Doctors aren't sure what causes Hodgkin's lymphoma. But it begins when an infection-fighting cell called a lymphocyte develops a genetic mutation. The mutation tells the cell to multiply rapidly, causing many diseased cells that continue multiplying.
The mutation causes a large number of oversized, abnormal lymphocytes to accumulate in the lymphatic system, where they crowd out healthy cells and cause the signs and symptoms of Hodgkin's lymphoma.
Various types of Hodgkin's lymphoma exist. Your diagnosis is based on the types of cells involved in your disease and their behavior. The type of lymphoma you are diagnosed with determines your treatment options.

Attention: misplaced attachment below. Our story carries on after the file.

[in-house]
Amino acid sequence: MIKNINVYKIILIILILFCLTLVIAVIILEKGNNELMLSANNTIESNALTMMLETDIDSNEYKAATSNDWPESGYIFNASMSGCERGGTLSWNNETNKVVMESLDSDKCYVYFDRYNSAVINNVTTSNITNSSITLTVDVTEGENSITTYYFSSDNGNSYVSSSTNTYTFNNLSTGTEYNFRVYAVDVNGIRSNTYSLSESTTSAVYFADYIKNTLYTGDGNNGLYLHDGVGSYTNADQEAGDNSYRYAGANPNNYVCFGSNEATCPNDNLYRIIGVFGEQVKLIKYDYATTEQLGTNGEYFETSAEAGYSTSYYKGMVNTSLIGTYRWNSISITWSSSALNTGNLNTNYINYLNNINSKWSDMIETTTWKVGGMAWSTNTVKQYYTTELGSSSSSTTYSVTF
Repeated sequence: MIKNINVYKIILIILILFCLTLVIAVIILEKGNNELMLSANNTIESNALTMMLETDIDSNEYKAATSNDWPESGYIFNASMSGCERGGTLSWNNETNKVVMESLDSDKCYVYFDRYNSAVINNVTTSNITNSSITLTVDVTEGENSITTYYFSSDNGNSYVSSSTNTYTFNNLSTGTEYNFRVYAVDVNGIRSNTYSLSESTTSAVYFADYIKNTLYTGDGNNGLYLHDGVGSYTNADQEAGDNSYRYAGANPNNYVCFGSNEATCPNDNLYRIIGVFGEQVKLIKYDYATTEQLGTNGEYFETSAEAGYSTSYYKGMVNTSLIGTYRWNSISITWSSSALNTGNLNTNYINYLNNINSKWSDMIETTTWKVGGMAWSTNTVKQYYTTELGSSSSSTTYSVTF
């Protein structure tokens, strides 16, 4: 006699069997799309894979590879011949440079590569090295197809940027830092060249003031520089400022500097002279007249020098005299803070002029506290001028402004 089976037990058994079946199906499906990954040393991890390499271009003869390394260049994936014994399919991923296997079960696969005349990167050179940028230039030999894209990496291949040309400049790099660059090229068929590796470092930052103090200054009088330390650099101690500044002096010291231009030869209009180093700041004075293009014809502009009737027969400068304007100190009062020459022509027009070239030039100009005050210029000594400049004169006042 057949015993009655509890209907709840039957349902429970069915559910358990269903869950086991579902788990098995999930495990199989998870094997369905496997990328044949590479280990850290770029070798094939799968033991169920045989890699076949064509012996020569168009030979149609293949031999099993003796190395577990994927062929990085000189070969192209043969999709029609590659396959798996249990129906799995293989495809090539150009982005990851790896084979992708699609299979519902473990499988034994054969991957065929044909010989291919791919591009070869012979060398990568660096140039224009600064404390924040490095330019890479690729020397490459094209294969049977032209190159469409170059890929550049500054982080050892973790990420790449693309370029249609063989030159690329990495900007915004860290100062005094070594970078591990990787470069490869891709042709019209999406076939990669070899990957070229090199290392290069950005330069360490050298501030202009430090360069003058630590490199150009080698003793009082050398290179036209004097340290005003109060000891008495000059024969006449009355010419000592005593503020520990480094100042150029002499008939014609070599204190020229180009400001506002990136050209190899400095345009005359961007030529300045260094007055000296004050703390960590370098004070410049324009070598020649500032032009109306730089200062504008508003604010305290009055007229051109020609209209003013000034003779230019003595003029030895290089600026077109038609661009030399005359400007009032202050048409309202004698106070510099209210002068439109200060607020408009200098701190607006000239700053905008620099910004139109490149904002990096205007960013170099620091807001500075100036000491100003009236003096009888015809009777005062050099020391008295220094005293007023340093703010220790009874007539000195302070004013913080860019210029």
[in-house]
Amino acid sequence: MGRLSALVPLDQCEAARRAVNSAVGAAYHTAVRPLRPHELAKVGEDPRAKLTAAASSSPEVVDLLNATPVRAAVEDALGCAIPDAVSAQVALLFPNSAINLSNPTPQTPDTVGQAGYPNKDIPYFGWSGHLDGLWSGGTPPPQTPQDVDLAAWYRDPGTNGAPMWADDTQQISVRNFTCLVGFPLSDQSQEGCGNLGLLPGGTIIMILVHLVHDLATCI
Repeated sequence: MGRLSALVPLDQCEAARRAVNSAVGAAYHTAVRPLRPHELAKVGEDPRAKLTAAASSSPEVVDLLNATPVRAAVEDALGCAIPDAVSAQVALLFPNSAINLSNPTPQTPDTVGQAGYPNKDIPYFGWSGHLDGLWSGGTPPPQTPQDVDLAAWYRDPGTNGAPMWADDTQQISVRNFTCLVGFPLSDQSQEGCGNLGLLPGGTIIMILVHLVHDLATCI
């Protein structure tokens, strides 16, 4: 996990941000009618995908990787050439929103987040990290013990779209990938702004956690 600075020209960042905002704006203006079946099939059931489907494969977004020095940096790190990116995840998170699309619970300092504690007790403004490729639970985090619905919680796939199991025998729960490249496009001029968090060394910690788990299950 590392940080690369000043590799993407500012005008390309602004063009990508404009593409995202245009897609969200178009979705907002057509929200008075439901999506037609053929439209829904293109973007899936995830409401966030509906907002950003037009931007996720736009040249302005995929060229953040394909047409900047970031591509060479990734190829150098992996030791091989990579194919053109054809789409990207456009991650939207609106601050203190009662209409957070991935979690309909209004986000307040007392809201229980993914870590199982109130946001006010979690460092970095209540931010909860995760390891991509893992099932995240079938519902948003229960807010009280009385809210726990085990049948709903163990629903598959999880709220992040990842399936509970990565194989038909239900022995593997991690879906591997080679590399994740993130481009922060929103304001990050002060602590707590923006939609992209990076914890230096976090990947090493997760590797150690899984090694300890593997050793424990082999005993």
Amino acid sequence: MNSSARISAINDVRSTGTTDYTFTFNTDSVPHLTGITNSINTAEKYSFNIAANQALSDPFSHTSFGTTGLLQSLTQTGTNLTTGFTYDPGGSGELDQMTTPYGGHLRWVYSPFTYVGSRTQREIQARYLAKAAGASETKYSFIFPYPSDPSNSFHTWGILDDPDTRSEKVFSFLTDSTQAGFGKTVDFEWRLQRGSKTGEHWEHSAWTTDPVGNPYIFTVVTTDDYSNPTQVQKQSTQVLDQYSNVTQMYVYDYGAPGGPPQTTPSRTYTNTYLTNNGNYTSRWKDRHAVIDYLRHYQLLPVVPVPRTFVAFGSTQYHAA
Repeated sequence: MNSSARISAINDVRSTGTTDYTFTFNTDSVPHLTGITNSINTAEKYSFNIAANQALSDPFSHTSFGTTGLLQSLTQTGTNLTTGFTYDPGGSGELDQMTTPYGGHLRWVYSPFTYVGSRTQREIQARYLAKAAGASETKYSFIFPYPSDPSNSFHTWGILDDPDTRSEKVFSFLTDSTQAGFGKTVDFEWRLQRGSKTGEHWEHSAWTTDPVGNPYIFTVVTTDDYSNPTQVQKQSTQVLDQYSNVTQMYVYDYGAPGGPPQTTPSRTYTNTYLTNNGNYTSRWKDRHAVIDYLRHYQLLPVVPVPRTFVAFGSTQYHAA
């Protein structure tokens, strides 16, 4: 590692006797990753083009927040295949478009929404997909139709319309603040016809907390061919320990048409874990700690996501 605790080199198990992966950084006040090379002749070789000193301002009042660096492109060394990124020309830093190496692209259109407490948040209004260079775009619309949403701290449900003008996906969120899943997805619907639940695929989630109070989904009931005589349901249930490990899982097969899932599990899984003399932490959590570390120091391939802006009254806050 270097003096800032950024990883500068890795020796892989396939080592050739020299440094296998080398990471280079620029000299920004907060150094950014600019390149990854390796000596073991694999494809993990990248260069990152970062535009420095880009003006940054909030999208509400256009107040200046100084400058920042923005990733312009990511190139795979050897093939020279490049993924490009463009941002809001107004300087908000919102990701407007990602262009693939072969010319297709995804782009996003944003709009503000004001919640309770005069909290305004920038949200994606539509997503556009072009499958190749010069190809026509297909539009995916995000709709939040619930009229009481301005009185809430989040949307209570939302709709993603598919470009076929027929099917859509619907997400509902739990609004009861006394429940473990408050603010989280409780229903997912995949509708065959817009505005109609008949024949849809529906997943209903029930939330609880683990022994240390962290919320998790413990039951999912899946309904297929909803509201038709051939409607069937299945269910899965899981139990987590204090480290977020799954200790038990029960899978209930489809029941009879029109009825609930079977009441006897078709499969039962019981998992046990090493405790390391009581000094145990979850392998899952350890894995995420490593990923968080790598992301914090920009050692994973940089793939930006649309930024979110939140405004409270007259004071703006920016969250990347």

Classical Hodgkin's lymphoma
Classical Hodgkin's lymphoma is the more common type of this disease. People diagnosed with this disease have large, abnormal cells called Reed-Sternberg cells in their lymph nodes.
Subtypes of classical Hodgkin's lymphoma include:
- Nodular sclerosis Hodgkin's lymphoma
- Mixed cellularity Hodgkin's lymphoma
- Lymphocyte-depleted Hodgkin's lymphoma
- Lymphocyte-rich Hodgkin's lymphoma
Nodular lymphocyte-predominant Hodgkin's lymphoma
This much rarer type of Hodgkin's lymphoma involves large, abnormal cells that are sometimes called popcorn cells because of their appearance. Treatment may be different from the classical type. People with this type of Hodgkin's lymphoma may have a better chance of a cure when the disease is diagnosed at an early stage.